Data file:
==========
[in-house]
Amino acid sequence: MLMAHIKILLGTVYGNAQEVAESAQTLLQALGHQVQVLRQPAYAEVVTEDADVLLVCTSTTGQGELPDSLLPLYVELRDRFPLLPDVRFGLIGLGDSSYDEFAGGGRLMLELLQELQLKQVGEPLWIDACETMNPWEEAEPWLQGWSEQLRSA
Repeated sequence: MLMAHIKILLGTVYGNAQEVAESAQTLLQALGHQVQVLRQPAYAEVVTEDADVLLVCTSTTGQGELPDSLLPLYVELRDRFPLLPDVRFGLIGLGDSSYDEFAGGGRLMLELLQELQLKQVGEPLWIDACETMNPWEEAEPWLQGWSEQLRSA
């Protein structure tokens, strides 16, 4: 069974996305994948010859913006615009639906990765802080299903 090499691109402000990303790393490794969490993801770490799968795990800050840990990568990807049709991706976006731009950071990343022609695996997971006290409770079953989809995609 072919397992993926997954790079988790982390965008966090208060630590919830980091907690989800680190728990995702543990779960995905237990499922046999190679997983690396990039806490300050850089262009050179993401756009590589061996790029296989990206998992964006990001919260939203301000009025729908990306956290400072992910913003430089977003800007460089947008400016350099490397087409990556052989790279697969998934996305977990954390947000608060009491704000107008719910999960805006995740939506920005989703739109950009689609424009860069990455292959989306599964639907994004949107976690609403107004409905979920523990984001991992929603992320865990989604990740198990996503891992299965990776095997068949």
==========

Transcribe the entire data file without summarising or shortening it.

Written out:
[in-house]
Amino acid sequence: MLMAHIKILLGTVYGNAQEVAESAQTLLQALGHQVQVLRQPAYAEVVTEDADVLLVCTSTTGQGELPDSLLPLYVELRDRFPLLPDVRFGLIGLGDSSYDEFAGGGRLMLELLQELQLKQVGEPLWIDACETMNPWEEAEPWLQGWSEQLRSA
Repeated sequence: MLMAHIKILLGTVYGNAQEVAESAQTLLQALGHQVQVLRQPAYAEVVTEDADVLLVCTSTTGQGELPDSLLPLYVELRDRFPLLPDVRFGLIGLGDSSYDEFAGGGRLMLELLQELQLKQVGEPLWIDACETMNPWEEAEPWLQGWSEQLRSA
């Protein structure tokens, strides 16, 4: 069974996305994948010859913006615009639906990765802080299903 090499691109402000990303790393490794969490993801770490799968795990800050840990990568990807049709991706976006731009950071990343022609695996997971006290409770079953989809995609 072919397992993926997954790079988790982390965008966090208060630590919830980091907690989800680190728990995702543990779960995905237990499922046999190679997983690396990039806490300050850089262009050179993401756009590589061996790029296989990206998992964006990001919260939203301000009025729908990306956290400072992910913003430089977003800007460089947008400016350099490397087409990556052989790279697969998934996305977990954390947000608060009491704000107008719910999960805006995740939506920005989703739109950009689609424009860069990455292959989306599964639907994004949107976690609403107004409905979920523990984001991992929603992320865990989604990740198990996503891992299965990776095997068949």